Bubble Gum Explosions by Noreen O’Brien

Bubble gum—Bazooka Bubble Gum. The hours and hours of practice put into blowing giant, head-sized bubbles; the gum would be long past the point of being pink, much less containing flavor.

Kathy, Mary, Louise and I, sitting out on the front stoop, usually mine or Kathy’s, chewing, snapping—disgusting noises, really—poking our individual tongues through our individually chewed gum, blowing into the gum, rather than through an open mouth. Sometimes the bubble would pop early on, small, worthless; but sometimes, I swear it took long minutes of carefully calculated huffs and puffs around our tongues and into that gum. Bigger, bigger, bigger, then POP!, a bubble big enough to cover the entire front of our head, across nose, eyes, forehead and into our hair, ultimately exploding into a mass of sticky mess and guffaws of silly giggling and laughter.

Today, I don’t chew bubble gum, much less blow bubbles. However, I have a tendency to dress in monochrome colors, and then find seek out one accessory to make the drabness “pop,” as it were. One of my favorite color themes is gray, all gray slacks, sweater, even outer coat, then I don my bubblegum pink scarf to help the classic gray color stand out. That scarf is one of my favorite belongings, which I’ve worn for many years, and it never fails to bring me back to my bubble gum chewing, bubble-popping days of childhood with my best buds.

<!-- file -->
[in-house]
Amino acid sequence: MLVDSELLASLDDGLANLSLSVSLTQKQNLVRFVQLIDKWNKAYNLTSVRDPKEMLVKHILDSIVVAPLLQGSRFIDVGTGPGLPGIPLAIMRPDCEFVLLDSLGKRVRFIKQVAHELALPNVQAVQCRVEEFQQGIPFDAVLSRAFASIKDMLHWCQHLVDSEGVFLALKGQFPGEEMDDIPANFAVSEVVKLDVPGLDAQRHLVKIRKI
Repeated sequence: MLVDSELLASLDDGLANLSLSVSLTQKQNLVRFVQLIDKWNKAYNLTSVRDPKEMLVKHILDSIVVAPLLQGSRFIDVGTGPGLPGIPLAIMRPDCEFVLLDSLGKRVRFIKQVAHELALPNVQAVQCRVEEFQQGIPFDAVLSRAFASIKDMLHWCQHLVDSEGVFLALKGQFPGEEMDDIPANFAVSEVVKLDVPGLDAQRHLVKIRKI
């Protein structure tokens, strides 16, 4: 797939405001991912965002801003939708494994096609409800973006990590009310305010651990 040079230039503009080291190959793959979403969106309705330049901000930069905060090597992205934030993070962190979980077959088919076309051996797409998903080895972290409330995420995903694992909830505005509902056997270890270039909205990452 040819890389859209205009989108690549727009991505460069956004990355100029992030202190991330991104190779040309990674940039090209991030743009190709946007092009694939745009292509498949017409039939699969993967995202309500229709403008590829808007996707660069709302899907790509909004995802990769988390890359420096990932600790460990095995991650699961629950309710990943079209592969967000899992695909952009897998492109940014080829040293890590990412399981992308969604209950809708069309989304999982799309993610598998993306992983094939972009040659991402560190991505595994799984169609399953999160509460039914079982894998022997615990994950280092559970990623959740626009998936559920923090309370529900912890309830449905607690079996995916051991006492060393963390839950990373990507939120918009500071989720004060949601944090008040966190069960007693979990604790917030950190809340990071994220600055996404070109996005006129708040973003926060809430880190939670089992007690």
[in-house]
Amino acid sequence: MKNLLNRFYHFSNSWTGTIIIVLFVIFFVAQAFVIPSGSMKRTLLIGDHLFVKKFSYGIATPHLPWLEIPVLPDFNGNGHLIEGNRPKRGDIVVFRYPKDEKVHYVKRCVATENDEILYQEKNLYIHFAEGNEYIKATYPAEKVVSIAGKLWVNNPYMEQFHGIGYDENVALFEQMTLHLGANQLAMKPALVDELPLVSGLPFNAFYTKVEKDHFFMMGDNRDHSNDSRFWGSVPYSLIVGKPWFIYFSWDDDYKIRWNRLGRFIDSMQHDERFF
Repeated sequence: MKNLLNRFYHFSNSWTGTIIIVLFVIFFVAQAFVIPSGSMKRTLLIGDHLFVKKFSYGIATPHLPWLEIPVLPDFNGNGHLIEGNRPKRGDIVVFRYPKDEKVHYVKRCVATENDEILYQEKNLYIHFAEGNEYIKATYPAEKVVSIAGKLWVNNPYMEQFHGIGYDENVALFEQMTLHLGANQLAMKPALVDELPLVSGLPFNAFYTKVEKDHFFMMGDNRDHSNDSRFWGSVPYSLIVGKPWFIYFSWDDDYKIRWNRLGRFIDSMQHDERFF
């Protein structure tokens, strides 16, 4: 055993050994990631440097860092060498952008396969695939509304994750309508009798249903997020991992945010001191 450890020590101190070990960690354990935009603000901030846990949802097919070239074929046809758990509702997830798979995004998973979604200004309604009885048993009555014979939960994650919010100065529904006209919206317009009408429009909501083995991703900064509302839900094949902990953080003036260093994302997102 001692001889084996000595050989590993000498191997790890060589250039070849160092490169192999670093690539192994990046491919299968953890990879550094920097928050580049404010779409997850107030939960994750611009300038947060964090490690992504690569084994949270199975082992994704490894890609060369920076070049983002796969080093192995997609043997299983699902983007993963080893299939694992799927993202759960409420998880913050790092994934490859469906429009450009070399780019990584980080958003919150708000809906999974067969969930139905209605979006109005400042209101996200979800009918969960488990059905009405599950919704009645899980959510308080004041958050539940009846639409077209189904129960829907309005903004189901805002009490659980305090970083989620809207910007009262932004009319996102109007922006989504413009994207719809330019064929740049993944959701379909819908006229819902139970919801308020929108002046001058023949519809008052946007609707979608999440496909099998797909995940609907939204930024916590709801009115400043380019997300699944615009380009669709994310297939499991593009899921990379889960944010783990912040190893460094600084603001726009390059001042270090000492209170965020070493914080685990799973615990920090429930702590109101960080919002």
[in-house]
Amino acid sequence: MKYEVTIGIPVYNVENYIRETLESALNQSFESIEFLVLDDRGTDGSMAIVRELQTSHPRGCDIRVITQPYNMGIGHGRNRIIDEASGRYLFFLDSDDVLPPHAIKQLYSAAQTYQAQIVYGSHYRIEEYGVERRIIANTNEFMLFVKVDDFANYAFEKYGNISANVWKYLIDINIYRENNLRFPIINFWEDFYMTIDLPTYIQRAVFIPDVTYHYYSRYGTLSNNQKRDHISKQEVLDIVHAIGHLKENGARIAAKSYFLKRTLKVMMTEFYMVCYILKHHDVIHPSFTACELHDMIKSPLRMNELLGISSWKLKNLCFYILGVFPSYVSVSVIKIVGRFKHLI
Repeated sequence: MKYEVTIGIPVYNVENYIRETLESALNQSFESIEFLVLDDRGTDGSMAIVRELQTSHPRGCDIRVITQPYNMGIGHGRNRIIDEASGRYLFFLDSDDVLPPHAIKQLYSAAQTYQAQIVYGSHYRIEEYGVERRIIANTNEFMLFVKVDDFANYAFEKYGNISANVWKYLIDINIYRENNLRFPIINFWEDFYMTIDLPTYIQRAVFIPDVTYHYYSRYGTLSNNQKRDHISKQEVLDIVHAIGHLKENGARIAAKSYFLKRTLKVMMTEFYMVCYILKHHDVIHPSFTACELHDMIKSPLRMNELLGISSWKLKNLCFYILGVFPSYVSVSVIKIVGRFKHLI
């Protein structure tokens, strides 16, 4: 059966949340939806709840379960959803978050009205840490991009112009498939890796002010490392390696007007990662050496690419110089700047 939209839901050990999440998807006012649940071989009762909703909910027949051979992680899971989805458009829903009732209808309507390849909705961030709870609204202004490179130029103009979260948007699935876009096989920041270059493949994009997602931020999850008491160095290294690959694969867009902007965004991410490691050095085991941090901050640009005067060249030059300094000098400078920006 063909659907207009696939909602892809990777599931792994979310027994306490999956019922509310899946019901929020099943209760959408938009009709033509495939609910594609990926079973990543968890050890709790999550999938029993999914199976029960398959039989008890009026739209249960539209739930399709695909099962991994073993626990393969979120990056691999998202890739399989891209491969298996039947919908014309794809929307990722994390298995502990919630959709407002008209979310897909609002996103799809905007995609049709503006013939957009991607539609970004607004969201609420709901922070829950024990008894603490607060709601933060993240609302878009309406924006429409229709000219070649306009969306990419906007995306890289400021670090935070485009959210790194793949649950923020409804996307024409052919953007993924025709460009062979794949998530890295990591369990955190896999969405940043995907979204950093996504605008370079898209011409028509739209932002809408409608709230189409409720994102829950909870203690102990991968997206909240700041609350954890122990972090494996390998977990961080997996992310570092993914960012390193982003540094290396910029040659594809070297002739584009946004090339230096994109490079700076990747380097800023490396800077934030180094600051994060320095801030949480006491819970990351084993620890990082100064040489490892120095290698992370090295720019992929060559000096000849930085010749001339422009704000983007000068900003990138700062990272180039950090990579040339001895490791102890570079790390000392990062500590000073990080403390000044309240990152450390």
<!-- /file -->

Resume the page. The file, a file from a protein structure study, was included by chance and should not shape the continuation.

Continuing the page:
Advertisements

A Tea Story by Noreen O’Brien

I’m not quite sure what it is about England’s Cornwall that creates an urge in me to drink pots and pots of tea simply by seeing an image or hearing the name of the peninsula spoken. Is it the British shows, for example Doc Martin, with its scenes of a windblown village and cottages tucked into the hillsides, or Poldark, with its main character riding horseback, cape trailing behind as he races across the windy cliffs, the ocean waters crashing the beach far below him? Or is it the writing of Rosamunde Pilcher, with her homey stories of island life and cozy fires lit on chilly days that spawn images of pots of tea?

Whatever the inspiration, I find myself relating Cornwall to tea—and by “tea” I mean loose black tea—tea leaves, not tea bags. A full-bodied blend, not an herbal, a green, or a flowery-fruity tea, rather an English or Irish Breakfast blend, well steeped in a Brown Betty teapot, one of which I am still searching for to replace the one I dropped years ago to a tile floor where it smashed into smithereens. Continue reading